However, after my Psychologist appointment, I did go and see my Psychiatrist. He was less than amused by what he heard. He was also less then amused that I didn’t say anything when we ran into each other. He was concerned that we were heading down the very slippery slope to where we were last year. So some changes to my medications where made. My Venlafaxine is now 300mg a day instead of 225mg, and my Quetiapine is now 600mg per day, instead of 450mg. I’m not overly excited about the prospect of the increase, but given the alternative, and where it could lead, I’ll take it.

I am going to call on the Maintain the Rage community, please keep me in your thoughts, prayers, and best wishes. I am doing OK, but not great. Because I am slowed, my wife shoulders the burden, which is not sustainable. Keep being awesome, and normalising the conversation. I’ll keep writing, as long as everyone else keeps reading, sharing, and motivating.

Maintain the Rage

Luke Sondergeld

2nd Year

Well I thought the First Year went by quickly, it seems as if I blinked and the second has disappeared. I thank everyone for coming on this journey through depression, weight loss, nursing, parenting, and life as a whole. It has meant so much to me that you have decided to come along for the ride.

Second Birthday

 

Firstly, the numbers. In the past twelve months I have written 67 posts, starting with Quoth the Raven and ending with this one. I have written about my success, my stumbles along the road, and the treatments I went through to save me from myself.  I began to share about my struggle with weight, and the steps taken to change the image that was in the mirror before me.  I explored more of my own struggle, ideas behind death and the nursing implications, what it is to father someone who is not your biological child, and a pictorial view of the town I love so much. From these posts, and many more, we can sum up the year with some key numbers;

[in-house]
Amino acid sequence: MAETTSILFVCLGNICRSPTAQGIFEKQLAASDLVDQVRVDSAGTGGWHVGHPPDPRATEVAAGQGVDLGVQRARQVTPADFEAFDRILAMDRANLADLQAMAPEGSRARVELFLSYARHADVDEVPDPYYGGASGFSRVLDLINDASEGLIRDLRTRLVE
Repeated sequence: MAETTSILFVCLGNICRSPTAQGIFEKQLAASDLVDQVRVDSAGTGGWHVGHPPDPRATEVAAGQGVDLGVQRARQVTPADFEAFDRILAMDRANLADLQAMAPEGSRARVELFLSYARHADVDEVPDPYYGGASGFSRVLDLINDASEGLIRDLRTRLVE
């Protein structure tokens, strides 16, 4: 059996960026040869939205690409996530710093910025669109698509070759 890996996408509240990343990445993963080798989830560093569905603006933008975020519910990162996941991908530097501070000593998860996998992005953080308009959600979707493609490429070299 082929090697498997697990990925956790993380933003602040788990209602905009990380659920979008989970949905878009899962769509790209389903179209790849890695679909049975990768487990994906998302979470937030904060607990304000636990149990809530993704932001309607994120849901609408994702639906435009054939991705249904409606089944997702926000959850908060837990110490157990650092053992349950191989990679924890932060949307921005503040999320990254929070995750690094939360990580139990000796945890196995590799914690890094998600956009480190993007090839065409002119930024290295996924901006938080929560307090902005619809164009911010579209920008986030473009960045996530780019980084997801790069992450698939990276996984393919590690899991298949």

• 64,659 Words Total
  • 696 Words per Post (average)
  • 139 Comments
  • 348 Likes
  • 6,288 Views, of which the top five countries were
    1. Australia
    2. United States
    3. Canada
    4. United Kingdom
    5. New Zealand / India

These are just the figures from the Maintain The Rage website and do not account for comments, likes and shares from Facebook, Twitter, LinkedIn, Tumblr, or Reddit.

When I started Maintain the Rage I had the intention of sharing what I had learnt, my tips and tricks, and general advice. I quickly realised that I would immediately be thrown into the Do these five things if you want to be rich, successful, and sexy category. I shifted to sharing about my life, not in an attempt to illicit pity or praise, but to show that you can do all the things you want to do, to juggle the different activities, work, school, family, and life, to show that even if your are struggling, thats ok. I hope that this has been a well received shift and that I have made the right choice. But judging by the reads and conversations with people in comments, direct messaging, and face to face contact, I am going to say it was the right move.

For the future of Maintain the Rage I am going to stay the course, I will continue to share my journey as a Parent of both a 1 year old, a 3 year old, and a 16 year old, my life as a Nurse, my journey through life with my Wife, my Scouting life, and my struggles and successes with depression and anxiety, and the victories and struggles through weight loss.

I thank everyone of you who have come on this journey with my and hope you have enjoyed and taken away something from the posts. I encourage all of you to ask me what you want to hear about, and what part of my life you are curious about. I also encourage you to share this blog with family and friends, not for mere likes or views, but so we can expand the community that Maintain the Rage has and continue to share together.

Thank you again,

Maintain the Rage

Luke Sondergeld

Duplicity

The word Duplicity conjures up imagery of being deceitful, untrustworthy, or as the literal translation actually goes, two faced. However, there is another meaning to Duplicity which is the state of being whereby you feel two normally conflicting emotions at the same time, both are equally as rational as the other, and both are valid emotions at the time. The later form of Duplicity is where I am at. I feel torn inside myself, like there is two me’s occupying the same space. I cannot help but think of the movies Split and Glass, both of which have a character who suffers from Disassociate Identity Disorder and has 24 known and identifiable identities occupying the same body. I am not saying that I am developing DID, but it helps draw the parallel.